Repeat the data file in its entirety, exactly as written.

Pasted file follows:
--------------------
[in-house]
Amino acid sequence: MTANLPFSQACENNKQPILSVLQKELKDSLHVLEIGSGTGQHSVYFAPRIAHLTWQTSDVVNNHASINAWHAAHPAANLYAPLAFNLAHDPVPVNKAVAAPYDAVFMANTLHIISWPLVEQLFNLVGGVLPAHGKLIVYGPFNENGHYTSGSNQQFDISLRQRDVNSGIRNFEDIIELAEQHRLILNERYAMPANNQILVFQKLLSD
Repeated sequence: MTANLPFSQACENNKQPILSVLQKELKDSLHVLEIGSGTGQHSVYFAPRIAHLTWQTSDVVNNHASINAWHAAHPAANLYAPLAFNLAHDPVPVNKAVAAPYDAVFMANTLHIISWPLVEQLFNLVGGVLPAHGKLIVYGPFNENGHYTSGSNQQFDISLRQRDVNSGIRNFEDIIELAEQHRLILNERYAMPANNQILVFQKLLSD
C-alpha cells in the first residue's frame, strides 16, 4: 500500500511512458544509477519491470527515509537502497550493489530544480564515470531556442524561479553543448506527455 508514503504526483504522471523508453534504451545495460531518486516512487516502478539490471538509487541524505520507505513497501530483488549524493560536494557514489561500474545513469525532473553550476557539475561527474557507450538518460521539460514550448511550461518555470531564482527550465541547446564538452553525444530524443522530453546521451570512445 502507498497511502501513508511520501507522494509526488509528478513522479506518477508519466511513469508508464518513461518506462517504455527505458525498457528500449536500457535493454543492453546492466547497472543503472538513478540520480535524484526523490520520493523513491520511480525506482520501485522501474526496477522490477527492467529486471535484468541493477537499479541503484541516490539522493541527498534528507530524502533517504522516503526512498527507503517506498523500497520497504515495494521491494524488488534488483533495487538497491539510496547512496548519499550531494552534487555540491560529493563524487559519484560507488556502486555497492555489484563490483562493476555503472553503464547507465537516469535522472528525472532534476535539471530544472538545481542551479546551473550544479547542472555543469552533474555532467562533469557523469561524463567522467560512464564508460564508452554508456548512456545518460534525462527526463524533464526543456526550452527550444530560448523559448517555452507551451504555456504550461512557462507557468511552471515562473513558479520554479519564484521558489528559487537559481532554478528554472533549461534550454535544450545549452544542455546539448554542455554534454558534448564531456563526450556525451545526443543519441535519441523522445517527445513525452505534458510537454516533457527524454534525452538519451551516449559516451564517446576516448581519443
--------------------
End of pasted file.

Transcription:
[in-house]
Amino acid sequence: MTANLPFSQACENNKQPILSVLQKELKDSLHVLEIGSGTGQHSVYFAPRIAHLTWQTSDVVNNHASINAWHAAHPAANLYAPLAFNLAHDPVPVNKAVAAPYDAVFMANTLHIISWPLVEQLFNLVGGVLPAHGKLIVYGPFNENGHYTSGSNQQFDISLRQRDVNSGIRNFEDIIELAEQHRLILNERYAMPANNQILVFQKLLSD
Repeated sequence: MTANLPFSQACENNKQPILSVLQKELKDSLHVLEIGSGTGQHSVYFAPRIAHLTWQTSDVVNNHASINAWHAAHPAANLYAPLAFNLAHDPVPVNKAVAAPYDAVFMANTLHIISWPLVEQLFNLVGGVLPAHGKLIVYGPFNENGHYTSGSNQQFDISLRQRDVNSGIRNFEDIIELAEQHRLILNERYAMPANNQILVFQKLLSD
C-alpha cells in the first residue's frame, strides 16, 4: 500500500511512458544509477519491470527515509537502497550493489530544480564515470531556442524561479553543448506527455 508514503504526483504522471523508453534504451545495460531518486516512487516502478539490471538509487541524505520507505513497501530483488549524493560536494557514489561500474545513469525532473553550476557539475561527474557507450538518460521539460514550448511550461518555470531564482527550465541547446564538452553525444530524443522530453546521451570512445 502507498497511502501513508511520501507522494509526488509528478513522479506518477508519466511513469508508464518513461518506462517504455527505458525498457528500449536500457535493454543492453546492466547497472543503472538513478540520480535524484526523490520520493523513491520511480525506482520501485522501474526496477522490477527492467529486471535484468541493477537499479541503484541516490539522493541527498534528507530524502533517504522516503526512498527507503517506498523500497520497504515495494521491494524488488534488483533495487538497491539510496547512496548519499550531494552534487555540491560529493563524487559519484560507488556502486555497492555489484563490483562493476555503472553503464547507465537516469535522472528525472532534476535539471530544472538545481542551479546551473550544479547542472555543469552533474555532467562533469557523469561524463567522467560512464564508460564508452554508456548512456545518460534525462527526463524533464526543456526550452527550444530560448523559448517555452507551451504555456504550461512557462507557468511552471515562473513558479520554479519564484521558489528559487537559481532554478528554472533549461534550454535544450545549452544542455546539448554542455554534454558534448564531456563526450556525451545526443543519441535519441523522445517527445513525452505534458510537454516533457527524454534525452538519451551516449559516451564517446576516448581519443